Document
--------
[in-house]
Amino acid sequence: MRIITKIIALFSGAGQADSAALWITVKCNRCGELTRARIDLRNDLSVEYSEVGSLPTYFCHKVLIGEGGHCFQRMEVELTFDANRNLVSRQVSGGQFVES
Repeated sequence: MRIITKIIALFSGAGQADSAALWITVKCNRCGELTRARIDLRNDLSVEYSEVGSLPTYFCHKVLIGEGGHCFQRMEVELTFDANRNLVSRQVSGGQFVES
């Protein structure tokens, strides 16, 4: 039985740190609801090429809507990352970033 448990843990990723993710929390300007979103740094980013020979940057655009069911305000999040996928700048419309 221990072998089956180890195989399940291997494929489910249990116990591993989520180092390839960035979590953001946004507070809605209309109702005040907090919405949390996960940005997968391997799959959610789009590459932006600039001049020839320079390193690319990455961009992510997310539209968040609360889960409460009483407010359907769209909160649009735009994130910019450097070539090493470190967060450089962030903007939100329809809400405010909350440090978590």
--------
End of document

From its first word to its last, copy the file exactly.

[in-house]
Amino acid sequence: MRIITKIIALFSGAGQADSAALWITVKCNRCGELTRARIDLRNDLSVEYSEVGSLPTYFCHKVLIGEGGHCFQRMEVELTFDANRNLVSRQVSGGQFVES
Repeated sequence: MRIITKIIALFSGAGQADSAALWITVKCNRCGELTRARIDLRNDLSVEYSEVGSLPTYFCHKVLIGEGGHCFQRMEVELTFDANRNLVSRQVSGGQFVES
């Protein structure tokens, strides 16, 4: 039985740190609801090429809507990352970033 448990843990990723993710929390300007979103740094980013020979940057655009069911305000999040996928700048419309 221990072998089956180890195989399940291997494929489910249990116990591993989520180092390839960035979590953001946004507070809605209309109702005040907090919405949390996960940005997968391997799959959610789009590459932006600039001049020839320079390193690319990455961009992510997310539209968040609360889960409460009483407010359907769209909160649009735009994130910019450097070539090493470190967060450089962030903007939100329809809400405010909350440090978590």